George Huguely Sentenced to Just 23 Years for Death of Yeardley Love

Opinion, Crime, Murder, NakedLaw

A young man is convicted of beating a young woman to death, and he’s sentenced by a Virginia judge to just 23 years behind bars.  With time served and a good behavior reduction, he could serve just 18 years, out of prison at age 41.

How is this possible?

University of Virginia senior Yeardley Love was found two years ago face down in a bloody pillow, dead in her dorm room at the age of 22.  Like her killer, George Huguely, she was a senior lacrosse player.  Huguely accused her of infidelity, claims he only shoved her, and did not come to her room with any premeditated intent to harm her.

First Degree Murder vs. Accidental Killing

The Virginia jury reached a compromise between the prosecution’s theory of premeditated first degree murder and the defense theory of an accidental killing, finding Huguely guilty of second degree murder.  That difference in classification has a huge impact on Huguely’s sentence.  For first degree murder, he would likely have received a life sentence in that law-and-order state.  For second degree, the jury recommended 26 years, and yesterday the judge reduced that to 23 years behind bars with 3 years of supervision, based on local sentencing guidelines that give the defendant a break for lacking a significant criminal record, not using a weapon, his young age, his remorse, and other factors.

Many have expressed concern that a man who committed such a vicious crime, killing a young woman, would get such a short sentence.  But in American criminal law,  especially the law of homicide, the act itself is just one element.  The other all-important factor is intent, requiring juries and judges to get inside the mind of a killer, and determine from the evidence whether the killer decided in advance to take a life (did he bring a weapon?  Tell anyone what he was planning?  Threaten the victim?) or whether he was simply reckless in his violent behavior, as the jury found here.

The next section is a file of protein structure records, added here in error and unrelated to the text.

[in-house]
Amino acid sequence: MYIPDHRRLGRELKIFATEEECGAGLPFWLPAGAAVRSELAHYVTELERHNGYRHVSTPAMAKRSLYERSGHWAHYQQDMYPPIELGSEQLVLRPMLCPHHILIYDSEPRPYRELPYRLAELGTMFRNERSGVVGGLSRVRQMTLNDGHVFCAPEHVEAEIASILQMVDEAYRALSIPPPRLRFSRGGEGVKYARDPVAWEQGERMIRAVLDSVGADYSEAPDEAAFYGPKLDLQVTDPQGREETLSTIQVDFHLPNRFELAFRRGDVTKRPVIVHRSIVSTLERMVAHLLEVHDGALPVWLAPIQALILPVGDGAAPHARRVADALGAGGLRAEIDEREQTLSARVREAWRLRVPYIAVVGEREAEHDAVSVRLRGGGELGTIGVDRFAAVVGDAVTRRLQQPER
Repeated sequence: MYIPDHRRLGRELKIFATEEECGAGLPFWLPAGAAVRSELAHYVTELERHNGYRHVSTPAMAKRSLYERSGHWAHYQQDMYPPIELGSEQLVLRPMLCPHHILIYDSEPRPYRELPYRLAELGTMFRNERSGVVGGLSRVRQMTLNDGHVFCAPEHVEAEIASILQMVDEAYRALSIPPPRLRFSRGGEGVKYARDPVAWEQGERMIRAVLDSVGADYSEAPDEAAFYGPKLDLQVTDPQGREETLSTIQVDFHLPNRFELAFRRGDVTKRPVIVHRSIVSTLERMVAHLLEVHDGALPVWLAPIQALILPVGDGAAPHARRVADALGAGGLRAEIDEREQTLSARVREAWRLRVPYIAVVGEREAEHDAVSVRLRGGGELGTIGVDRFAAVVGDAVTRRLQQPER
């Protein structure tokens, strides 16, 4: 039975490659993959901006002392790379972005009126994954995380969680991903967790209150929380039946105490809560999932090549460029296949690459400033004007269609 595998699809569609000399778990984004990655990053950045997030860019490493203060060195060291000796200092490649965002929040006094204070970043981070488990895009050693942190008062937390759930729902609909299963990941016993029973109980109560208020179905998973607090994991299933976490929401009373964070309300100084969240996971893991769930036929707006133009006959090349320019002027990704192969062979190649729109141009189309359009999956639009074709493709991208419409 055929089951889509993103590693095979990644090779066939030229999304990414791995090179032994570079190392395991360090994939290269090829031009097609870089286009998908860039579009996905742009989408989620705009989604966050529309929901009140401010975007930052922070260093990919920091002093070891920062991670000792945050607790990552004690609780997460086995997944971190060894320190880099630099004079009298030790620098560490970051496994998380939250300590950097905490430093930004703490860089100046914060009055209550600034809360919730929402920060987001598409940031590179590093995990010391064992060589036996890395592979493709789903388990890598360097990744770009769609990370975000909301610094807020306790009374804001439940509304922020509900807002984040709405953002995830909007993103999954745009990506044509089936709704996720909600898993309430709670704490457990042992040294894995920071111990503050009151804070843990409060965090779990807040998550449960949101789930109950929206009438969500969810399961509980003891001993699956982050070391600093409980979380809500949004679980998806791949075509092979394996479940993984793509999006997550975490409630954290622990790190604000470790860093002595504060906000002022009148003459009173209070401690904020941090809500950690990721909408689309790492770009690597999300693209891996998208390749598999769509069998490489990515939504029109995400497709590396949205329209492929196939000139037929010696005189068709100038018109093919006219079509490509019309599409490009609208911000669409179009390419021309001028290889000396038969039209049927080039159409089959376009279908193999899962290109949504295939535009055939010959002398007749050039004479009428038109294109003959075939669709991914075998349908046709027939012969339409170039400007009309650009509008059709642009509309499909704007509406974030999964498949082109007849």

The victim’s family members are not through with the justice system.  They plan on suing Huguely and the University of Virginia.  It’s an open-and-shut civil case against Huguely now that he’s been criminally convicted.  As for the case against the school, the family will have to prove that it was negligent in failing to protect their daughter.  Did the school know Huguely was dangerous?  Should it have known?  What precautions did they take?  Suits like this against schools and universities are increasingly common.

“We find no joy in others’ sorrow,” the Love family said in a dignified statement.  Indeed, in a case like this there are no winners.

See my comments about this case on NBC’s Today Show below:

Yeardley Love's Killer Sentenced on Today

The opinions expressed here represent my own and not necessarily those of